What type of solenoid do I have?

Discussion in 'General Electronics Chat' started by gte, Aug 6, 2010.

  1. gte

    Thread Starter Active Member

    Sep 18, 2009
    I'm reading about brushless motors


    and I was wondering what type of motor operation my solenoid is considered? Here is a picture of it, it appears to have a spring that seats it back to its resting position. It is 2 wire DC voltage and it takes square wave input from 0 to 10v.
  2. zxsa


    Jun 11, 2010
  3. gte

    Thread Starter Active Member

    Sep 18, 2009
    Ok, I guess the most accurate term for this would be a "Hydraulic solenoid valve"

    I thought the principle was the same as a stepper motor, but I guess not.

  4. VoodooMojo

    Active Member

    Nov 28, 2009
    a practical purpose could be to attach it to a pulsed driver, duct tape a needle to the end of the valve spool, and use it for a tattoo gun.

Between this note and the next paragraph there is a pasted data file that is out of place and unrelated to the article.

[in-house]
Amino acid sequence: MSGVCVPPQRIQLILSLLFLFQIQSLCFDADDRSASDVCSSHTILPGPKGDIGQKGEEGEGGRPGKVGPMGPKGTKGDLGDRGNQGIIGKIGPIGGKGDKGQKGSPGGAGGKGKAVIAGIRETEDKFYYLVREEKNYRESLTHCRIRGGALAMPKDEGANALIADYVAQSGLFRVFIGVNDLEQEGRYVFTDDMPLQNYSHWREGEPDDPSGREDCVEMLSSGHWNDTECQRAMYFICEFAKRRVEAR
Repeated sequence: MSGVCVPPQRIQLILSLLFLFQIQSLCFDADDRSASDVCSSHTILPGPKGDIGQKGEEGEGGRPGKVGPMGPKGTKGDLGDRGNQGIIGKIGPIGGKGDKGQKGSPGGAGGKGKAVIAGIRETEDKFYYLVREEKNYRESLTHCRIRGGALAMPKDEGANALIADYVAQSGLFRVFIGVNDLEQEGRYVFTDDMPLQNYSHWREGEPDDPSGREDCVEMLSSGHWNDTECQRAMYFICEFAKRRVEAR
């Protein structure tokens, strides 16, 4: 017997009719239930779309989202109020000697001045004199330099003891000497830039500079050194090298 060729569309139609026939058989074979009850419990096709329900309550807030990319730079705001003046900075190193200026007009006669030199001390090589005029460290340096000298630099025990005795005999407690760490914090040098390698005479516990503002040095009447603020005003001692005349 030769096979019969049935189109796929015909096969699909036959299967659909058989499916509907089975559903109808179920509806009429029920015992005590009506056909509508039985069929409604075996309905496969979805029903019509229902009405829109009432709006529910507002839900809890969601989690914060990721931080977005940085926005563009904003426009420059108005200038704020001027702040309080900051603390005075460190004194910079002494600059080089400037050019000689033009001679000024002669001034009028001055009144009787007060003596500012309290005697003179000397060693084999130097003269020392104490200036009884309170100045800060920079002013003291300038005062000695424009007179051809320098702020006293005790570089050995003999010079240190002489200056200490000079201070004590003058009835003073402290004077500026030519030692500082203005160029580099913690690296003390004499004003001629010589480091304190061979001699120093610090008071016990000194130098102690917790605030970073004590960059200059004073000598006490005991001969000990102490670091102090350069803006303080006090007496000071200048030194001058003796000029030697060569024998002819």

5. marshallf3

    Well-Known Member

    Jul 26, 2010
    Looks like some sort of solenoid operated valve and you could indeed considr solenoid as a variation of a linear motor.

    Most solenoids are simply an electromagnet which pulls a rod into the coil when voltage is applied and the spring (either part of the solenoid or part of the mechanical device the solenoid is operating) returns it to the out position when the voltage is removed.

    There are also push-pull type solenoids in which the driven element is magnetized, these can be made to draw the rod in or push it out depending on the polarity of the actuating voltage. Pretty much the same as the way a loudspeaker works.
    gte likes this.
  6. gte

    Thread Starter Active Member

    Sep 18, 2009
    Hi, thanks!

    The signal going to it is square wave, so I'm guessing it pulses the hydraulic fluid with a square wave?

  7. BillB3857

    AAC Fanatic!

    Feb 28, 2009
    It could be using PWM to provide a variable or bi-directional hydraulic flow. As an example for bi-directional usage, 50% duty cycle could center the solenoid, 75% provide more flow in one direction, and 25% more flow in the other direction.
    gte likes this.